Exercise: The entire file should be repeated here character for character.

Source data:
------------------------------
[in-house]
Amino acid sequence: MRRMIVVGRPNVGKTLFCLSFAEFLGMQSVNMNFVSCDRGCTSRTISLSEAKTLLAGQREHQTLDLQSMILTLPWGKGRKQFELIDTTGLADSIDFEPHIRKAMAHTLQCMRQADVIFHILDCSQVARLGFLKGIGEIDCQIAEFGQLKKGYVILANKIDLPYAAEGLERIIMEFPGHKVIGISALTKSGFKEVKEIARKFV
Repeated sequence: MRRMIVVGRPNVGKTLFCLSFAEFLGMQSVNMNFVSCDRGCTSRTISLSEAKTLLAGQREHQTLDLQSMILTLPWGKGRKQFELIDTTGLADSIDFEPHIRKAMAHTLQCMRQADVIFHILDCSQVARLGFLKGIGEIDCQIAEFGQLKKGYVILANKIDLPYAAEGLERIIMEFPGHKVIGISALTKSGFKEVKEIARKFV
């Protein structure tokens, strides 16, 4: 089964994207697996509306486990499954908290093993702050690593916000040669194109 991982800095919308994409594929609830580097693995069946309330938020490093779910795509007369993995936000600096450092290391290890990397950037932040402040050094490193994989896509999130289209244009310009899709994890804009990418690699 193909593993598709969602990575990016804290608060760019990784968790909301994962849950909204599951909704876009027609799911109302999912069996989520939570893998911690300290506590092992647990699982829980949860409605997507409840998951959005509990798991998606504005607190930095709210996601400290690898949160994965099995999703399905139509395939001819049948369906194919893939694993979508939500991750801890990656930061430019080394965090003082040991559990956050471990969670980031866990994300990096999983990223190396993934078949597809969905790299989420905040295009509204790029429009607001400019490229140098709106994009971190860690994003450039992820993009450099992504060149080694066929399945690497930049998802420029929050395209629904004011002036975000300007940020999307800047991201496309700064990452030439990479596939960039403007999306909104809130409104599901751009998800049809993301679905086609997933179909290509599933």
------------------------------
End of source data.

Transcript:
[in-house]
Amino acid sequence: MRRMIVVGRPNVGKTLFCLSFAEFLGMQSVNMNFVSCDRGCTSRTISLSEAKTLLAGQREHQTLDLQSMILTLPWGKGRKQFELIDTTGLADSIDFEPHIRKAMAHTLQCMRQADVIFHILDCSQVARLGFLKGIGEIDCQIAEFGQLKKGYVILANKIDLPYAAEGLERIIMEFPGHKVIGISALTKSGFKEVKEIARKFV
Repeated sequence: MRRMIVVGRPNVGKTLFCLSFAEFLGMQSVNMNFVSCDRGCTSRTISLSEAKTLLAGQREHQTLDLQSMILTLPWGKGRKQFELIDTTGLADSIDFEPHIRKAMAHTLQCMRQADVIFHILDCSQVARLGFLKGIGEIDCQIAEFGQLKKGYVILANKIDLPYAAEGLERIIMEFPGHKVIGISALTKSGFKEVKEIARKFV
């Protein structure tokens, strides 16, 4: 089964994207697996509306486990499954908290093993702050690593916000040669194109 991982800095919308994409594929609830580097693995069946309330938020490093779910795509007369993995936000600096450092290391290890990397950037932040402040050094490193994989896509999130289209244009310009899709994890804009990418690699 193909593993598709969602990575990016804290608060760019990784968790909301994962849950909204599951909704876009027609799911109302999912069996989520939570893998911690300290506590092992647990699982829980949860409605997507409840998951959005509990798991998606504005607190930095709210996601400290690898949160994965099995999703399905139509395939001819049948369906194919893939694993979508939500991750801890990656930061430019080394965090003082040991559990956050471990969670980031866990994300990096999983990223190396993934078949597809969905790299989420905040295009509204790029429009607001400019490229140098709106994009971190860690994003450039992820993009450099992504060149080694066929399945690497930049998802420029929050395209629904004011002036975000300007940020999307800047991201496309700064990452030439990479596939960039403007999306909104809130409104599901751009998800049809993301679905086609997933179909290509599933």